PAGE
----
CHARLOTTE, N.C. — A WCNC Charlotte exclusive investigation is revealing a gap in treatment for severe burns in Charlotte.

It comes after a teenage boy was badly burned, while fighting a ferocious grease fire at his Belmont home. The aspiring chef was cooking dinner for his family when the fire broke out. However, instead of driving to a Charlotte hospital, he needed to be airlifted to Winston Salem.  After the Defenders team started investigation, we found out there is no burn center in Charlotte, the state’s biggest city.  For the first time, the teenager is describing the horrifying moments.

The teenager’s father says he thought they’d be driving to Charlotte for treatment, but he was wrong by about 80 miles.  Now, his son is describing the painful journey. 

Joshua Kellar says he began cooking in the kitchen because it was therapeutic for him.

“I was really depressed,” Kellar said. “My therapist had said it relieves stress to cook.”

'He's a hero' | Family says 15-year-old aspiring chef badly burned fighting grease fire

Last year, the aspiring chef had a dinner idea for his family, while his mom was at church and his dad was out with a friend.

“I was actually making the Popeye's sandwich homemade,” Kellar said.

Kellar says he heated up the grease, took the lid off the pot, and all of a sudden there was a ferocious fire.   

“I took it off and then it exploded,” says Kellar. “It was the tallest flame I’ve ever seen.”

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Then grease began violently spilling across the floor spreading the flames.

“I slipped and fell in the grease, and then like I was in fire, so I had to scoot out with my hands and feet,” Kellar told WCNC Charlotte.

It was just the beginning of a painful journey that took an unexpected turn; he needed to be airlifted out of the Charlotte area.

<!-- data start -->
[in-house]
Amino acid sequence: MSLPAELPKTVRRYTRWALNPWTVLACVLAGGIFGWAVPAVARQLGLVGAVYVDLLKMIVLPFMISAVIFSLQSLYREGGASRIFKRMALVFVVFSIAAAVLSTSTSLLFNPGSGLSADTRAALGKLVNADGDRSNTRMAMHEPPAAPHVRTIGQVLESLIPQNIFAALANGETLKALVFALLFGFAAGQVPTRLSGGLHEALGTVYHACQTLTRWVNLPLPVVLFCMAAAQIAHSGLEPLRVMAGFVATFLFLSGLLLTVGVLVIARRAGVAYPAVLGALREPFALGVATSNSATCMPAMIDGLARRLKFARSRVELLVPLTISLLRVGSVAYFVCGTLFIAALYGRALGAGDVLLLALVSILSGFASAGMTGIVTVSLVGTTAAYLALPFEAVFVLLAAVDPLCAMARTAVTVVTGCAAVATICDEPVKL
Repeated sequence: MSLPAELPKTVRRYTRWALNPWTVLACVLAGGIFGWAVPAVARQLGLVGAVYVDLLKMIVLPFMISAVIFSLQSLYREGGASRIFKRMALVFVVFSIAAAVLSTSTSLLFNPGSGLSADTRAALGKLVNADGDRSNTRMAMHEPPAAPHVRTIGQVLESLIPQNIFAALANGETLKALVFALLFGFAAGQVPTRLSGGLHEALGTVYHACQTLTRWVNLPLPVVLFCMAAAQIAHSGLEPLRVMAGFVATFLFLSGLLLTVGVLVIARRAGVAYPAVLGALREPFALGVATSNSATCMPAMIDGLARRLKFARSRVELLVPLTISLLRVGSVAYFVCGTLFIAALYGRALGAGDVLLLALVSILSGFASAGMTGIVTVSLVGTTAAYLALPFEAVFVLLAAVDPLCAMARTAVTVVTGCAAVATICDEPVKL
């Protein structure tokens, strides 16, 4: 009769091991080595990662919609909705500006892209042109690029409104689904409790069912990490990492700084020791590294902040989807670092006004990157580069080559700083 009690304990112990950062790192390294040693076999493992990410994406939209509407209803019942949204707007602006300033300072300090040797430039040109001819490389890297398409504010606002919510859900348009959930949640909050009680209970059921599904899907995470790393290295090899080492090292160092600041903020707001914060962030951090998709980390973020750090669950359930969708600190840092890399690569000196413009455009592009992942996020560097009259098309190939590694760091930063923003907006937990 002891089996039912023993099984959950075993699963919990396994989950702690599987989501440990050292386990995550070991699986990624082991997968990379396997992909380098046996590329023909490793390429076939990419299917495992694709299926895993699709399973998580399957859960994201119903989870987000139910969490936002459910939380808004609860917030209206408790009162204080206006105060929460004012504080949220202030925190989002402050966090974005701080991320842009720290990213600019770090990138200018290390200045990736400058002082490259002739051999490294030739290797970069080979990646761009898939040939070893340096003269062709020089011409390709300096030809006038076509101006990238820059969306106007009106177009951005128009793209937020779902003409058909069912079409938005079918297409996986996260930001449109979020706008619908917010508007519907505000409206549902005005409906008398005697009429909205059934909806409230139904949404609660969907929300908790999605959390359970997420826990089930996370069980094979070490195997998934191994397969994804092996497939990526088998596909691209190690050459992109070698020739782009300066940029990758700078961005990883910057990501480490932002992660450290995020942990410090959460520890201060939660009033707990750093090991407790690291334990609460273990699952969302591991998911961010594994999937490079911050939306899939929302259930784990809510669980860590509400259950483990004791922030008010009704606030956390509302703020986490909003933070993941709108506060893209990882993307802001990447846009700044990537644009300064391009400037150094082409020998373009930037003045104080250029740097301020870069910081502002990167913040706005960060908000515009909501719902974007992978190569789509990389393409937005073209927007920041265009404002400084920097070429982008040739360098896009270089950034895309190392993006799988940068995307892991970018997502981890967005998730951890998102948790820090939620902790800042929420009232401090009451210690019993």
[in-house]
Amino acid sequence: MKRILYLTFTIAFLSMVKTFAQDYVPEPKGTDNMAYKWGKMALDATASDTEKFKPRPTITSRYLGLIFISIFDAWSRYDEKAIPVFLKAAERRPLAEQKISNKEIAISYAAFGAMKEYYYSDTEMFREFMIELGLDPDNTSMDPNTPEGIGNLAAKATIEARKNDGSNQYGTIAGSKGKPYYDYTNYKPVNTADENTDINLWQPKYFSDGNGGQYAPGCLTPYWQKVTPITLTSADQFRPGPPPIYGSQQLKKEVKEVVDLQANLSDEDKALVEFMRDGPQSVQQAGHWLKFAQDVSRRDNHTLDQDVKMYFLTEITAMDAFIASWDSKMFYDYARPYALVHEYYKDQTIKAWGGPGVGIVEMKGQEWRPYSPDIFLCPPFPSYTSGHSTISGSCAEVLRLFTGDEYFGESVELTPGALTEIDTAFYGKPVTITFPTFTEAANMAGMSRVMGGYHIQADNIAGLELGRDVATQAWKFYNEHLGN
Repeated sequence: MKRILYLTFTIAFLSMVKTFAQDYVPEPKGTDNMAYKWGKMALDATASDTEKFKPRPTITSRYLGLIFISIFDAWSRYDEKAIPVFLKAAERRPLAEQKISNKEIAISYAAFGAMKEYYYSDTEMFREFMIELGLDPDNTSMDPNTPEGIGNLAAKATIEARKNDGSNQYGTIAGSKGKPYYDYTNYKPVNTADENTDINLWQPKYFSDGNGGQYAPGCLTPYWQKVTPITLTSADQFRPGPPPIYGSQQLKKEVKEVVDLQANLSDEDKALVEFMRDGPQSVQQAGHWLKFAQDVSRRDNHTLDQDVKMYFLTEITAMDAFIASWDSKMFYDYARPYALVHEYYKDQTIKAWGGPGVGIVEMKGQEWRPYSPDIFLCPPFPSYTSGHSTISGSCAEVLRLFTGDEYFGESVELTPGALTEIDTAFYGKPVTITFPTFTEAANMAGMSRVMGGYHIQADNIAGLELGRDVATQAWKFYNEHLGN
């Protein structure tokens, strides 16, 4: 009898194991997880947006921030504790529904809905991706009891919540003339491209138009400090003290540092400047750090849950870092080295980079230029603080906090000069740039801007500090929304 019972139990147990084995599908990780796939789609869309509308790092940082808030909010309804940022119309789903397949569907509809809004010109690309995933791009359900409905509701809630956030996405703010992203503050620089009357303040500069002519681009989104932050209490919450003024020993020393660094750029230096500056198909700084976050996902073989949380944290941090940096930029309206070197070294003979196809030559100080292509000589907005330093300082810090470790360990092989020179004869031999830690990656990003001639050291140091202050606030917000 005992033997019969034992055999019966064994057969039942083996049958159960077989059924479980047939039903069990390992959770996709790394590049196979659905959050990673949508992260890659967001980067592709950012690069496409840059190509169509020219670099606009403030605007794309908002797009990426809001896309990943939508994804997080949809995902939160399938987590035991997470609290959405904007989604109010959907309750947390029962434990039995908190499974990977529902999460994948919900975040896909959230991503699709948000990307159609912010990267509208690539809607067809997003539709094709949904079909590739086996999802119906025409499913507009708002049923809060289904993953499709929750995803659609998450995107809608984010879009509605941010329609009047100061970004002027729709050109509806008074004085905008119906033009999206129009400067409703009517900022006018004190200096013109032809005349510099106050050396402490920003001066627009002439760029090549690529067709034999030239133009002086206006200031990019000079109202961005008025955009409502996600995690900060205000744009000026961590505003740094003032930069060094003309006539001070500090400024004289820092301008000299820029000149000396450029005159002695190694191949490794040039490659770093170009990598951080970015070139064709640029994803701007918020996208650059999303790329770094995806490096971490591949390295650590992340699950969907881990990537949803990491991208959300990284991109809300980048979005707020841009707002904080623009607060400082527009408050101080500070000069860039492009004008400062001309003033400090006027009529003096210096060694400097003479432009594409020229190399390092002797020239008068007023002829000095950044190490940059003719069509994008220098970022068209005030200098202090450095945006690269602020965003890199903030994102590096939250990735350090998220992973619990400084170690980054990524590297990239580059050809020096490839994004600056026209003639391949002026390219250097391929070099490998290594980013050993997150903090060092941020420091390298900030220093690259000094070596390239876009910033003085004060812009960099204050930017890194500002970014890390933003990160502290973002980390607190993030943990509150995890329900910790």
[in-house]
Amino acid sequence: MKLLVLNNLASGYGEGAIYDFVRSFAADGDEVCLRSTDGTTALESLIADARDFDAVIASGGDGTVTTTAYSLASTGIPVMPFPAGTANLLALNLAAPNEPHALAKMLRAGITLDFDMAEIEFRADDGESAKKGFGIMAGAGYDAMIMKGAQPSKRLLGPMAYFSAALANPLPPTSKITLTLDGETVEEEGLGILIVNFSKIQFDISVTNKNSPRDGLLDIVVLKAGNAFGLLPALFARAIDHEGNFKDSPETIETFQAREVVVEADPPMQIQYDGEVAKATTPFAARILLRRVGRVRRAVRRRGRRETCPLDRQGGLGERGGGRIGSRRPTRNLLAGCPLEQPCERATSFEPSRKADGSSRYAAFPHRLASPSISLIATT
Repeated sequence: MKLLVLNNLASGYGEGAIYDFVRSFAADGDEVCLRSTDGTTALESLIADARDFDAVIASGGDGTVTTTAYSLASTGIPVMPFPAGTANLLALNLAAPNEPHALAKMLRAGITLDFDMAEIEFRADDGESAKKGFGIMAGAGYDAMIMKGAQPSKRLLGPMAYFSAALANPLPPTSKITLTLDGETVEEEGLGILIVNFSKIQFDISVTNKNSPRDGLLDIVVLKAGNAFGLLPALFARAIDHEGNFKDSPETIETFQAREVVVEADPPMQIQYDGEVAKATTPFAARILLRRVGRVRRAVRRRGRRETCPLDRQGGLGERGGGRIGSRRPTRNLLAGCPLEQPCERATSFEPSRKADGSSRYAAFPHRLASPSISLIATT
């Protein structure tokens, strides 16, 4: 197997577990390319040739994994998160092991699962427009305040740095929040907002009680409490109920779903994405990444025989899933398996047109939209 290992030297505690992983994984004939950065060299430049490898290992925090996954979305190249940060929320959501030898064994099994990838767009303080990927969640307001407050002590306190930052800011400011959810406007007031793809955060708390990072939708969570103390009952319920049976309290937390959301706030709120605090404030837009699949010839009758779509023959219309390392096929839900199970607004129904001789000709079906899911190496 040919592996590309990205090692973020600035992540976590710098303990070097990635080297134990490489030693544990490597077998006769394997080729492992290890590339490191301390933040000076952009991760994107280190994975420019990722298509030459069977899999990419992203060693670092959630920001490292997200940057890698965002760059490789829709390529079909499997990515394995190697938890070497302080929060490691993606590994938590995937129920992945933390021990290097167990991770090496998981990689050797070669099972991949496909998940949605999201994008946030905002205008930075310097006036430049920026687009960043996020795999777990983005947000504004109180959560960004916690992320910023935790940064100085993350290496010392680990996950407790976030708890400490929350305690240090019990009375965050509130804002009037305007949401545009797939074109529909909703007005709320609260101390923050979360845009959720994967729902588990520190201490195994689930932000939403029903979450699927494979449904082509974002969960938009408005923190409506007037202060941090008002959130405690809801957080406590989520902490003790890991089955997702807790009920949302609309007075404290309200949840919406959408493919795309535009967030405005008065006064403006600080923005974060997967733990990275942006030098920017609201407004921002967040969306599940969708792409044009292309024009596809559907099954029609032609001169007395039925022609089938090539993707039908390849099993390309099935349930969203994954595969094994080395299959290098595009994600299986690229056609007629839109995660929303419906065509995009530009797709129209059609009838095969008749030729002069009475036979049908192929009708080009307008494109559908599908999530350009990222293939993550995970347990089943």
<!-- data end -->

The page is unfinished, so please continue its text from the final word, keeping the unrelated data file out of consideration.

“Speed is of the essence when you're dealing with a burn,” says David Kellar, Joshua’s father.

The Defenders team learned there are only two burn centers in North Carolina and neither of them are in Charlotte, the state’s biggest city. For Joshua, that meant an 80 mile flight with third degree burns to 25 percent of his body.

“I passed out from the pain right after they strapped me into the helicopter,” Joshua Kellar said.

Joshua was flown to Wake Forest Baptist Health in Winston Salem. His family says from their home to the hospital took about two hours.

“It’s absolutely surprising to me, I would have thought some of the other facilities in Charlotte would be able to treat burns, but they're not, not at least to the magnitude of Josh's situation,” David Kellar said.

WCNC Charlotte checked two dozen other large cities, including those of similar size to Charlotte. According to the American Burn Association website, almost all of the other cities had burn centers, including Nashville, Indianapolis, and Orlando.   The search showed Austin, Jacksonville, and Denver do not have burn centers.

“I think it makes absolute sense to have a burn center in the Charlotte area,” David Kellar said.

Belmont teen airlifted 80 miles in absence of Charlotte burn center

Thankfully, Joshua got the treatment he needed. First, he slowly began walking again and then cooking too; something he didn’t know if he would ever do again.

“I had two panic attacks, it was really hard because of the sizzling and the smoke,” says Joshua Kellar.

“He’s not going to let the fire define him, instead he’s going to define the fire on his terms,” David Kellar said.

WCNC Charlotte asked Joshua Kellar what it’s like to be back in the kitchen.

“Sometimes it’s really scary, but it’s also kind of great,” he responded.

The Defenders team learned that in order for a hospital to apply for a burn center, the North Carolina Department of Health and Human Services has to determine there’s a need for a burn center.  The state did not determine there was a need for an additional burn center in the latest plan.

Atrium Health shared numbers with WCNC Charlotte about how many burn patients needed to be airlifted to Wake Forest Baptist Health in recent years.  In 2017, there were eight patients, six patients in 2018,  and five patients in 2019, according to Atrium Health.

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